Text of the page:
Price: ₹ 299/-

 

 

The Librarian by Kavitha Rao is a novel that strolls through the old corridors of a library in Bombay, meanders through the lanes of London and returns to the dystopian world of the terrorist bomb blast that ripped Mumbai in 2008. Kavitha Rao has created a suspense-filled, layered story of a young girl’s passions, of the annihilation caused by uncontrolled obsessions and has unravelled the mystery behind the disappearance of Mrs. Sen, the assistant librarian. It has facts, romance, history, glamour, murder, robbery and gore, somewhat like a Dan Brown.

The protagonist, Vidya Patel, journeys through her childhood, guided in her passion for books by the intrepid librarian, Shekhar Raghavan. The library is also home to rare manuscripts; it reflects in microcosm a world in which Shekhar is the presiding deity. He supports Vidya when she rebels against her parents’ conservative Gujarati outlook and moves to a hostel for working women, trying to live life as she wants.

In London on a three-month scholarship, Vidya walks through the lanes of the city, visits the places frequented by authors and fictional characters, including 221b Baker Street, the home of Sherlock Holmes, and the grave of the famed English writer, George Eliot with its inscription of Mary Ann Cross. However, there is a discrepancy of a decade between the dates of George Eliot’s life span in the book and the ones inscribed on her grave. I wonder why… however, it is a minor detail in a story that spans larger societal concerns, where passions are unacceptable to ‘normal’ people and, left uncontrolled, can lead to fanaticism.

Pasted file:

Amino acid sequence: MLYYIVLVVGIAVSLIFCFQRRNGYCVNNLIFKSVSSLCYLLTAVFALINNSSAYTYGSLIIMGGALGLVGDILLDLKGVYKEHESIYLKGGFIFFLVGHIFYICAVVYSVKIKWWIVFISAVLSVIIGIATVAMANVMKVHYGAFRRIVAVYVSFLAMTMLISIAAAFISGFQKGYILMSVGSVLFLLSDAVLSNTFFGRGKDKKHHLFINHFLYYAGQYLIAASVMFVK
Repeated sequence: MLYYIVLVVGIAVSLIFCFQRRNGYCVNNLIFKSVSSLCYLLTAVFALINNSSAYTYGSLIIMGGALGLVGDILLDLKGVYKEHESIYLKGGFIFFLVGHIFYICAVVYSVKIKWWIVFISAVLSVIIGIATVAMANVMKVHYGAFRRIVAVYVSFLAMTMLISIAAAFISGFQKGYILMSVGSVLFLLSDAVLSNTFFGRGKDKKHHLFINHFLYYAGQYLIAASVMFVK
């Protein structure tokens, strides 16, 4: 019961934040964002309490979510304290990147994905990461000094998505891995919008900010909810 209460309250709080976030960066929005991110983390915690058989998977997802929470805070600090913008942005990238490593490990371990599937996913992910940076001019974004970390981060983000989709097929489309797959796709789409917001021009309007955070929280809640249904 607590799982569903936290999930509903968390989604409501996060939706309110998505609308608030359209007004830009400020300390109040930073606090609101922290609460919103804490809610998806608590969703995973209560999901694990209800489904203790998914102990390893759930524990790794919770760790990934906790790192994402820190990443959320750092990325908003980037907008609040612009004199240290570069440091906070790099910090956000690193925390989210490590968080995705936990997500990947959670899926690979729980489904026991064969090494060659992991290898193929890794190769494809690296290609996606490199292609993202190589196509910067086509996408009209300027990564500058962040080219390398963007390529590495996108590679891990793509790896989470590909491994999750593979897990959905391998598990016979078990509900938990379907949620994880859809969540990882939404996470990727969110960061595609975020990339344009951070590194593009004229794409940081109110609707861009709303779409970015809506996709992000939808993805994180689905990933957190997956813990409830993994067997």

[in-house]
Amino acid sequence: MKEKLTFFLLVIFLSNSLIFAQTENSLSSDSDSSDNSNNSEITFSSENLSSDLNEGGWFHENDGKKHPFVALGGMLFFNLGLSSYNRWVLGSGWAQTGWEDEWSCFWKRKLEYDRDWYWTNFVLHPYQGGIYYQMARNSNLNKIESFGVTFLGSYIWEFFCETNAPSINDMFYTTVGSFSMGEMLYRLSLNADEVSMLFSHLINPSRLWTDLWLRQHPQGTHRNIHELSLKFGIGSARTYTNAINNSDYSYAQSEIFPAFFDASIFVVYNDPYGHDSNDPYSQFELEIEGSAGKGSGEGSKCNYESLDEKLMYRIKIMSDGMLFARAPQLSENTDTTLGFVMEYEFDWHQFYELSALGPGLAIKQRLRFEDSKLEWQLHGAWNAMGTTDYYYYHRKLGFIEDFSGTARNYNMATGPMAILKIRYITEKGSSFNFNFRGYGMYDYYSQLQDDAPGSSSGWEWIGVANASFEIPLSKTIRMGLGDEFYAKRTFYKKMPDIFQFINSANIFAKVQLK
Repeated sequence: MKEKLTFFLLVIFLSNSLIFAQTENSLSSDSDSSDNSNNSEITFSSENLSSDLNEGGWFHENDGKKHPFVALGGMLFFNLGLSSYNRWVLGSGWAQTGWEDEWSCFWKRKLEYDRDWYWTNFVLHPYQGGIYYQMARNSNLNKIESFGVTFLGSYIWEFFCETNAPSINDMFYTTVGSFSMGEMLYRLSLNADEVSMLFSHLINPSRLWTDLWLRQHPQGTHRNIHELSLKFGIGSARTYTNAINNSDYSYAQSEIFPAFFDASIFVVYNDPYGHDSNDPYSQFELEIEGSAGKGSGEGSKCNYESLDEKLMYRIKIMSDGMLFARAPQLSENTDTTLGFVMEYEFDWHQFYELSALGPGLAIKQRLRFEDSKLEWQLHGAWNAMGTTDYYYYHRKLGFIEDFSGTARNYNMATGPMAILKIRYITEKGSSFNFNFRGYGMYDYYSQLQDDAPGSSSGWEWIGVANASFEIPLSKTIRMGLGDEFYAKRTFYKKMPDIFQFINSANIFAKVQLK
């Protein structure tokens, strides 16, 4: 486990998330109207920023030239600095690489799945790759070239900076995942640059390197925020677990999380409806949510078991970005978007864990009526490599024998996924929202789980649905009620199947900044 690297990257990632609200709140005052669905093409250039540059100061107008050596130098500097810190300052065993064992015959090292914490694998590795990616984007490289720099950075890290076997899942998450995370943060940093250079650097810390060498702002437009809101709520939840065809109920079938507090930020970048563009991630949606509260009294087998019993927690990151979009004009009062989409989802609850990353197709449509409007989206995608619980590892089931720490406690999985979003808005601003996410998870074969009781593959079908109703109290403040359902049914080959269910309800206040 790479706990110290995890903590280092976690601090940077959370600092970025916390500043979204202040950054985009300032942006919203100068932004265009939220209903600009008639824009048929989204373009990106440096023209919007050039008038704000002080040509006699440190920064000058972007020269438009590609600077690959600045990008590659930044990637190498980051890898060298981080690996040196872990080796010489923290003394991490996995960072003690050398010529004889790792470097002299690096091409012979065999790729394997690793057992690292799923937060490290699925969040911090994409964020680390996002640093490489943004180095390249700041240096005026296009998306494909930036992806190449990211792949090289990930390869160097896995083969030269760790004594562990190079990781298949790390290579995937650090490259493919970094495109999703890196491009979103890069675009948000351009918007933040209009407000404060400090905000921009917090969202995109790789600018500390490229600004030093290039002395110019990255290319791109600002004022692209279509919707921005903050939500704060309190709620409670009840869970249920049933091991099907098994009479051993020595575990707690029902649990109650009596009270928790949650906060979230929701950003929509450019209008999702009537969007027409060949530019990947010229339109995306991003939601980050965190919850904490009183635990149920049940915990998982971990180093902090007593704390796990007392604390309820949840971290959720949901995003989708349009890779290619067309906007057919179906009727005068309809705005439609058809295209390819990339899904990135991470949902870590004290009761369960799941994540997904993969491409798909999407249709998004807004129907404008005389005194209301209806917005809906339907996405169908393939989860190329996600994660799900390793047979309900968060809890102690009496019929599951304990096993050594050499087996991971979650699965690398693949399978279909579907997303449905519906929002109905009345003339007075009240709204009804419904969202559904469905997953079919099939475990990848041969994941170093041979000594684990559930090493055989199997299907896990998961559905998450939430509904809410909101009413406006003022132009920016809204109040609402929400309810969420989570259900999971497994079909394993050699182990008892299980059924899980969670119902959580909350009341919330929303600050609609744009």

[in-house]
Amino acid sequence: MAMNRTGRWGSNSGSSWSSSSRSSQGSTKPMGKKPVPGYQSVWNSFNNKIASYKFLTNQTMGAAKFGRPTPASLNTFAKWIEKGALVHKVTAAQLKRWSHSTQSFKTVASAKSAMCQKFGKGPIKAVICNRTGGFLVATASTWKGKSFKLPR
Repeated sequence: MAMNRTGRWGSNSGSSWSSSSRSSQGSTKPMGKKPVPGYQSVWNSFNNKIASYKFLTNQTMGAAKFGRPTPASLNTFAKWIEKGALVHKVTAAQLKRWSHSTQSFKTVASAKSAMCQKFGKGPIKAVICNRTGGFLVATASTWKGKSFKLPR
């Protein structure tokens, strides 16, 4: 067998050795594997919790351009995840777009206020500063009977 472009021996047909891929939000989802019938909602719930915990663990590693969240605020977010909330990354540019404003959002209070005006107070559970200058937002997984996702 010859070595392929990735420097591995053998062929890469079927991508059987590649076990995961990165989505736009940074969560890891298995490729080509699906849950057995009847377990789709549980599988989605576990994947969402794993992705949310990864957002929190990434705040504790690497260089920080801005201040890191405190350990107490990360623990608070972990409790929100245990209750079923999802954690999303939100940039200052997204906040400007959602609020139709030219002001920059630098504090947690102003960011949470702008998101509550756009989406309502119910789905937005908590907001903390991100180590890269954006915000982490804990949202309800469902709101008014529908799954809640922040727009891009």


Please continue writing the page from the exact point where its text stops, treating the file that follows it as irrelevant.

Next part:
Team Kitaab welcomes Sucharita Dutta-Asane as its new editor. She is the second independent editor to be helming Kitaab, a Singapore-based online publication.

Sucharita, who is an independent editor and award-winning writer based in Pune, joined Team Kitaab on Friday (15 Sep). She took over the mantle of Kitaab’s editorship after the previous editor Amina Sheikh moved on.

“Kitaab has a specific vision – to be a singular site for Asian writing,” said Sucharita, on joining Kitaab. “Given the easily accepted westward tilt of our literary sensitivities, it is heartening to have a site like Kitaab that facilitates the move closer home. This is immensely exciting and I’m grateful to Zafar Anjum for giving me this opportunity to explore and celebrate Asian writing through its various facets, iterations and manifestations.”

By Rajat Chaudhuri

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Short stories? Who writes short stories these days? Aren’t we reminded time and again that publishers are no more interested in this form? But then, isn’t the novel too going to give up its ghost in a couple of hours as grey haired Cassandras predict with the regularity of automatons? Aren’t we advised that narrative nonfiction and its close cousin the diary or even the memoir, is the go-to form for the author who doesn’t want to be put on an artificial respirator? And just when this cumulonimbus of bad news bears down upon you, the fiction author (or the reviewer) you chance upon a book which simply says the “genre” is in safe hands and that this oldest of storytelling arts still has a lot to offer.